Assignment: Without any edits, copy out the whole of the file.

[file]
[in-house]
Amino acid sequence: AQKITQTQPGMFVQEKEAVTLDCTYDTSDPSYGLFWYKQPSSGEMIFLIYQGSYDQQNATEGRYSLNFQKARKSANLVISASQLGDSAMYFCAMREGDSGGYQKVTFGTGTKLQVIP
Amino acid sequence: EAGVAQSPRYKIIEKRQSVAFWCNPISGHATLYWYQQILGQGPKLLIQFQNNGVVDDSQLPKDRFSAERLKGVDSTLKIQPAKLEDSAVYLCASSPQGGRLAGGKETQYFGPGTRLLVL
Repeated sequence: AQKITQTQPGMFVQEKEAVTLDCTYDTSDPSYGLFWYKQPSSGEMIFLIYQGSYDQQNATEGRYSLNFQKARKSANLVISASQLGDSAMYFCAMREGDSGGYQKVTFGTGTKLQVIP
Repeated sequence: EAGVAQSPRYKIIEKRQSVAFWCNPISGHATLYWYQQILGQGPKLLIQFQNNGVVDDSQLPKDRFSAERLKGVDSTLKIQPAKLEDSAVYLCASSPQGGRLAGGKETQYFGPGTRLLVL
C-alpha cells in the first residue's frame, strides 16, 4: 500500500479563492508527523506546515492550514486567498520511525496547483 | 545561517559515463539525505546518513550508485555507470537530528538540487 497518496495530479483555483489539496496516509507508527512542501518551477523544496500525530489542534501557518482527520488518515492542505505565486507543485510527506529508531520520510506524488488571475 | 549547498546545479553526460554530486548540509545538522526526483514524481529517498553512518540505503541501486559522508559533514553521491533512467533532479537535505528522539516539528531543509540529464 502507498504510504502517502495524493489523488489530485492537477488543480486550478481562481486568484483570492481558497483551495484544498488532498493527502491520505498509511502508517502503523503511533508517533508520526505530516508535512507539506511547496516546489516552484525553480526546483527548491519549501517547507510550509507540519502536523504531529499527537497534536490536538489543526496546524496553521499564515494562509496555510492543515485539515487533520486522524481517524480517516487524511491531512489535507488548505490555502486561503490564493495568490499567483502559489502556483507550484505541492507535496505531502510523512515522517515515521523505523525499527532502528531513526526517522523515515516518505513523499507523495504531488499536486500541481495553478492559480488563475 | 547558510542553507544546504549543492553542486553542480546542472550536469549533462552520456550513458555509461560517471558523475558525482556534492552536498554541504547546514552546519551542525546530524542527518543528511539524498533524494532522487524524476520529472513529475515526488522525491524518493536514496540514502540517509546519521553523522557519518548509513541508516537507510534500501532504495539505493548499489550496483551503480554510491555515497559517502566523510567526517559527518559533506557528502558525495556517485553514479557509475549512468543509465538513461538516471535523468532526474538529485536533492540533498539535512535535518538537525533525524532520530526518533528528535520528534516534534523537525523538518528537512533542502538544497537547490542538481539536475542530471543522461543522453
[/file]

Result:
[in-house]
Amino acid sequence: AQKITQTQPGMFVQEKEAVTLDCTYDTSDPSYGLFWYKQPSSGEMIFLIYQGSYDQQNATEGRYSLNFQKARKSANLVISASQLGDSAMYFCAMREGDSGGYQKVTFGTGTKLQVIP
Amino acid sequence: EAGVAQSPRYKIIEKRQSVAFWCNPISGHATLYWYQQILGQGPKLLIQFQNNGVVDDSQLPKDRFSAERLKGVDSTLKIQPAKLEDSAVYLCASSPQGGRLAGGKETQYFGPGTRLLVL
Repeated sequence: AQKITQTQPGMFVQEKEAVTLDCTYDTSDPSYGLFWYKQPSSGEMIFLIYQGSYDQQNATEGRYSLNFQKARKSANLVISASQLGDSAMYFCAMREGDSGGYQKVTFGTGTKLQVIP
Repeated sequence: EAGVAQSPRYKIIEKRQSVAFWCNPISGHATLYWYQQILGQGPKLLIQFQNNGVVDDSQLPKDRFSAERLKGVDSTLKIQPAKLEDSAVYLCASSPQGGRLAGGKETQYFGPGTRLLVL
C-alpha cells in the first residue's frame, strides 16, 4: 500500500479563492508527523506546515492550514486567498520511525496547483 | 545561517559515463539525505546518513550508485555507470537530528538540487 497518496495530479483555483489539496496516509507508527512542501518551477523544496500525530489542534501557518482527520488518515492542505505565486507543485510527506529508531520520510506524488488571475 | 549547498546545479553526460554530486548540509545538522526526483514524481529517498553512518540505503541501486559522508559533514553521491533512467533532479537535505528522539516539528531543509540529464 502507498504510504502517502495524493489523488489530485492537477488543480486550478481562481486568484483570492481558497483551495484544498488532498493527502491520505498509511502508517502503523503511533508517533508520526505530516508535512507539506511547496516546489516552484525553480526546483527548491519549501517547507510550509507540519502536523504531529499527537497534536490536538489543526496546524496553521499564515494562509496555510492543515485539515487533520486522524481517524480517516487524511491531512489535507488548505490555502486561503490564493495568490499567483502559489502556483507550484505541492507535496505531502510523512515522517515515521523505523525499527532502528531513526526517522523515515516518505513523499507523495504531488499536486500541481495553478492559480488563475 | 547558510542553507544546504549543492553542486553542480546542472550536469549533462552520456550513458555509461560517471558523475558525482556534492552536498554541504547546514552546519551542525546530524542527518543528511539524498533524494532522487524524476520529472513529475515526488522525491524518493536514496540514502540517509546519521553523522557519518548509513541508516537507510534500501532504495539505493548499489550496483551503480554510491555515497559517502566523510567526517559527518559533506557528502558525495556517485553514479557509475549512468543509465538513461538516471535523468532526474538529485536533492540533498539535512535535518538537525533525524532520530526518533528528535520528534516534534523537525523538518528537512533542502538544497537547490542538481539536475542530471543522461543522453